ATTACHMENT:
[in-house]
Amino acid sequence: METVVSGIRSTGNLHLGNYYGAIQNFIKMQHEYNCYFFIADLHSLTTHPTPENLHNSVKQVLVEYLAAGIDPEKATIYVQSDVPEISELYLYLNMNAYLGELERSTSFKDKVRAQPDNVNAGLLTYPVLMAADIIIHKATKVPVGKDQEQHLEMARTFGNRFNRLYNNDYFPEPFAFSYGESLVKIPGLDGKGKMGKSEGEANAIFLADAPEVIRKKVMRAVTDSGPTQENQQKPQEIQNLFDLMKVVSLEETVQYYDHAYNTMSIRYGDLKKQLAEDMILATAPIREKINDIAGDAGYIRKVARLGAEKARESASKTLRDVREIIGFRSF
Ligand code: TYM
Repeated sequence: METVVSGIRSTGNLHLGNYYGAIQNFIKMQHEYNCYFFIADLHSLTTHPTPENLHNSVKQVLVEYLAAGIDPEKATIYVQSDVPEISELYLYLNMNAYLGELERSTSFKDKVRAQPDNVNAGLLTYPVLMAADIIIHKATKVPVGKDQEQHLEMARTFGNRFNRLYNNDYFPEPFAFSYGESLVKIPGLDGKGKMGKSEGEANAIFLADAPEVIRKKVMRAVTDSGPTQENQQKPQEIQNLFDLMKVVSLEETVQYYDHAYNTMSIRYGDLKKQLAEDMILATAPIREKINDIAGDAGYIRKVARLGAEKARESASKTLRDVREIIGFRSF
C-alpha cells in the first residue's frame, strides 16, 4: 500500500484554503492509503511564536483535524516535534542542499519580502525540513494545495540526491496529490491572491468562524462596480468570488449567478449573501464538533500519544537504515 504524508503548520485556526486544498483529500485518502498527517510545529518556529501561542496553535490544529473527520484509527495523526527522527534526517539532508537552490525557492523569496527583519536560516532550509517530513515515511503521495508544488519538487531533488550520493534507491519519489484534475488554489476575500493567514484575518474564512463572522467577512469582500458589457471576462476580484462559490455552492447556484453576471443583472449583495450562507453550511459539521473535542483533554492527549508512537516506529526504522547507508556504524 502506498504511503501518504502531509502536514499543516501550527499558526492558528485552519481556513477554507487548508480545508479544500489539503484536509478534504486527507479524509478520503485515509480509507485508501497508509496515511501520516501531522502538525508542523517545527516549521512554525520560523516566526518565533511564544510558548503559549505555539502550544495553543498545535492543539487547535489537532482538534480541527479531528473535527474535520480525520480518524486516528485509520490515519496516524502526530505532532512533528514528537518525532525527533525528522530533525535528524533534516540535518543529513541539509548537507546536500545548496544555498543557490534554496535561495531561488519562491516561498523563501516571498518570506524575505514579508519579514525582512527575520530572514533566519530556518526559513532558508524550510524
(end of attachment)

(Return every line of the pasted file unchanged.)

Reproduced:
[in-house]
Amino acid sequence: METVVSGIRSTGNLHLGNYYGAIQNFIKMQHEYNCYFFIADLHSLTTHPTPENLHNSVKQVLVEYLAAGIDPEKATIYVQSDVPEISELYLYLNMNAYLGELERSTSFKDKVRAQPDNVNAGLLTYPVLMAADIIIHKATKVPVGKDQEQHLEMARTFGNRFNRLYNNDYFPEPFAFSYGESLVKIPGLDGKGKMGKSEGEANAIFLADAPEVIRKKVMRAVTDSGPTQENQQKPQEIQNLFDLMKVVSLEETVQYYDHAYNTMSIRYGDLKKQLAEDMILATAPIREKINDIAGDAGYIRKVARLGAEKARESASKTLRDVREIIGFRSF
Ligand code: TYM
Repeated sequence: METVVSGIRSTGNLHLGNYYGAIQNFIKMQHEYNCYFFIADLHSLTTHPTPENLHNSVKQVLVEYLAAGIDPEKATIYVQSDVPEISELYLYLNMNAYLGELERSTSFKDKVRAQPDNVNAGLLTYPVLMAADIIIHKATKVPVGKDQEQHLEMARTFGNRFNRLYNNDYFPEPFAFSYGESLVKIPGLDGKGKMGKSEGEANAIFLADAPEVIRKKVMRAVTDSGPTQENQQKPQEIQNLFDLMKVVSLEETVQYYDHAYNTMSIRYGDLKKQLAEDMILATAPIREKINDIAGDAGYIRKVARLGAEKARESASKTLRDVREIIGFRSF
C-alpha cells in the first residue's frame, strides 16, 4: 500500500484554503492509503511564536483535524516535534542542499519580502525540513494545495540526491496529490491572491468562524462596480468570488449567478449573501464538533500519544537504515 504524508503548520485556526486544498483529500485518502498527517510545529518556529501561542496553535490544529473527520484509527495523526527522527534526517539532508537552490525557492523569496527583519536560516532550509517530513515515511503521495508544488519538487531533488550520493534507491519519489484534475488554489476575500493567514484575518474564512463572522467577512469582500458589457471576462476580484462559490455552492447556484453576471443583472449583495450562507453550511459539521473535542483533554492527549508512537516506529526504522547507508556504524 502506498504511503501518504502531509502536514499543516501550527499558526492558528485552519481556513477554507487548508480545508479544500489539503484536509478534504486527507479524509478520503485515509480509507485508501497508509496515511501520516501531522502538525508542523517545527516549521512554525520560523516566526518565533511564544510558548503559549505555539502550544495553543498545535492543539487547535489537532482538534480541527479531528473535527474535520480525520480518524486516528485509520490515519496516524502526530505532532512533528514528537518525532525527533525528522530533525535528524533534516540535518543529513541539509548537507546536500545548496544555498543557490534554496535561495531561488519562491516561498523563501516571498518570506524575505514579508519579514525582512527575520530572514533566519530556518526559513532558508524550510524